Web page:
A submitted photo of Tyra Cockney-Goose with her award.
A first-year university student from Inuvik has become the first Inuit winner of a STEAM Horizon award worth $25,000, the Inuvialuit Regional Corporation said.
Tyra Cockney-Goose said she was shocked to find out she’d won, as she’d hastily applied right before the deadline when she found out about the program.
The awards are run by the Ingenium Foundation, which supports three major Canadian museums. STEAM refers to science, technology, engineering, art, and math.
Five students from across Canada were presented with this year’s STEAM Horizon awards on April 25 at the Canada Aviation and Space Museum in Ottawa.
Cockney-Goose was the only female winner this year.
“I was quite shocked when I found out that I got the award,” she said.
“I wasn’t really expecting much going into it. I was very surprised. I’m still in disbelief right now.”
The scholarship money supports students pursuing post-secondary education.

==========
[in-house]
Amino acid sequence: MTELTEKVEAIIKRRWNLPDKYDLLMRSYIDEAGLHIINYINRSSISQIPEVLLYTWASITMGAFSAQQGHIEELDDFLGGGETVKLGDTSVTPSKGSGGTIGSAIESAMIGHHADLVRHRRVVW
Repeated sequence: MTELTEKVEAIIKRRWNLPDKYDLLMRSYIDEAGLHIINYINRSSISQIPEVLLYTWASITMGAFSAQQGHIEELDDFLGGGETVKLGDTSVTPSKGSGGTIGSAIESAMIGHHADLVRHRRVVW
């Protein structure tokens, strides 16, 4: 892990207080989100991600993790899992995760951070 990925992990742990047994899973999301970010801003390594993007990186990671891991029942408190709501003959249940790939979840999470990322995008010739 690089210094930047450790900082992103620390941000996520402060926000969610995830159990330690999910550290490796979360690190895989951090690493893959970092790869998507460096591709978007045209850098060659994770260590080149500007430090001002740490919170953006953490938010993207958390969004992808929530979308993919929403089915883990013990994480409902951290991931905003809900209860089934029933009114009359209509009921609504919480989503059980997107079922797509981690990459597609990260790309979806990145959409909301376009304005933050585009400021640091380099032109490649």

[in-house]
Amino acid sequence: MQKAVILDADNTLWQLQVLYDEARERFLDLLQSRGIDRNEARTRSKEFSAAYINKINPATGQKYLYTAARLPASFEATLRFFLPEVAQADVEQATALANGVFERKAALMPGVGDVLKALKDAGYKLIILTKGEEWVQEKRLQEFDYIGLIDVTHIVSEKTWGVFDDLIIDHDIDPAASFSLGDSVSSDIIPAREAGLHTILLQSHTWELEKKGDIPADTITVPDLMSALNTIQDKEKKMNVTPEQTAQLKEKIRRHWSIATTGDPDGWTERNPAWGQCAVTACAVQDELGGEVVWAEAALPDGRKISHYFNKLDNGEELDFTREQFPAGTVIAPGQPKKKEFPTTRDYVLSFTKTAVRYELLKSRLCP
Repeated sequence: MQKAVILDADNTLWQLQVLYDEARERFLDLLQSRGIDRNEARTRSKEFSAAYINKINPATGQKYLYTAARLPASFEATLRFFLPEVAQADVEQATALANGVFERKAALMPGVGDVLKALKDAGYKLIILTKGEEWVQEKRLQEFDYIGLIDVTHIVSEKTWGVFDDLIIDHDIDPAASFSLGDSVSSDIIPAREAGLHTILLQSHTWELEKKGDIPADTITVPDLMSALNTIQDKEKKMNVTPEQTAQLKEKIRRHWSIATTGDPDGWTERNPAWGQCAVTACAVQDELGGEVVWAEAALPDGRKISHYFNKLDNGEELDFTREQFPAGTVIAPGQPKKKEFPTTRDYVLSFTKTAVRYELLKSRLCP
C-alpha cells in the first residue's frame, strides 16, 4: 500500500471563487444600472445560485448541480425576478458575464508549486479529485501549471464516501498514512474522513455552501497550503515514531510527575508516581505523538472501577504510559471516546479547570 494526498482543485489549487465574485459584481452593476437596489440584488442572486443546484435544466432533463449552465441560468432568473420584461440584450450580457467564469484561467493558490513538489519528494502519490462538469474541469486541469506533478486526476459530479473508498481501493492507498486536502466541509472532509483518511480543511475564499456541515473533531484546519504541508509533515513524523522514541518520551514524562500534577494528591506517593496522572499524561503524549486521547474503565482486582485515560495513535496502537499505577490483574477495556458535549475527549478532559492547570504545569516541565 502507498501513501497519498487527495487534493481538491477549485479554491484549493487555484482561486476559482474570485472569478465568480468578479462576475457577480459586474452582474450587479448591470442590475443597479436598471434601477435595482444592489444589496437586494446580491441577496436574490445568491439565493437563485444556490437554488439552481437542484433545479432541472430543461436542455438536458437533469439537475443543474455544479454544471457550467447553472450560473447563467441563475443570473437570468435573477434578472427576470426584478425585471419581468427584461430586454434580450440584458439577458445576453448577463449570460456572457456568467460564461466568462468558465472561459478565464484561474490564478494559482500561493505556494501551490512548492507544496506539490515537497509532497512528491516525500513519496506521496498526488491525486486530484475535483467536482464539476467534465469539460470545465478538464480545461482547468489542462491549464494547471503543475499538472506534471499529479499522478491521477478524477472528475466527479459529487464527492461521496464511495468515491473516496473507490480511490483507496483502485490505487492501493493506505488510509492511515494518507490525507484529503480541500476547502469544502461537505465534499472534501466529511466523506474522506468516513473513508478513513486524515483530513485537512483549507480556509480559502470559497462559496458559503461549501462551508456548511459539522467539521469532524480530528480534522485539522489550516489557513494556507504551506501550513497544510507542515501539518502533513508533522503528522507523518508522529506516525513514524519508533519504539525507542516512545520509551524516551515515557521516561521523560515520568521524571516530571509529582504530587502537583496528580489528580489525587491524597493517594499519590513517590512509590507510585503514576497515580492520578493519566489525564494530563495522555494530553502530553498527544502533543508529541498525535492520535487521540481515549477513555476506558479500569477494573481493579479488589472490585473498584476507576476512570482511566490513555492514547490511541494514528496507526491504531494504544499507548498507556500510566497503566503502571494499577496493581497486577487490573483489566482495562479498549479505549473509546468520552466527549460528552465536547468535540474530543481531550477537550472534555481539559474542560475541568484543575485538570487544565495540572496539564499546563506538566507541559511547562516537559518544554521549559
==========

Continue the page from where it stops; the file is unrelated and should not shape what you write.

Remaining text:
“I’m very grateful that they considered me,” she continued, adding the application process was “pretty hectic” as she rushed to get documents together before the deadline.
In addition to the usual paperwork, Cockney-Goose also had to make a two-minute video highlighting her accomplishments and plans for the future.
“I plan on coming back north to teach math,” she said.
Cockney-Goose has just returned home for the summer after completing the first year of her Bachelor of Science in Mathematics at the University of Victoria.
She’ll spend the summer working for the Inuvialuit Regional Corporation as a climate change and environmental policy assistant.
“She is … an example of what youth from the IRS (Inuvialuit Settlement Region) can accomplish in the fields of science, technology, engineering, arts and math,” stated the Inuvialuit Regional Corporation in a news release.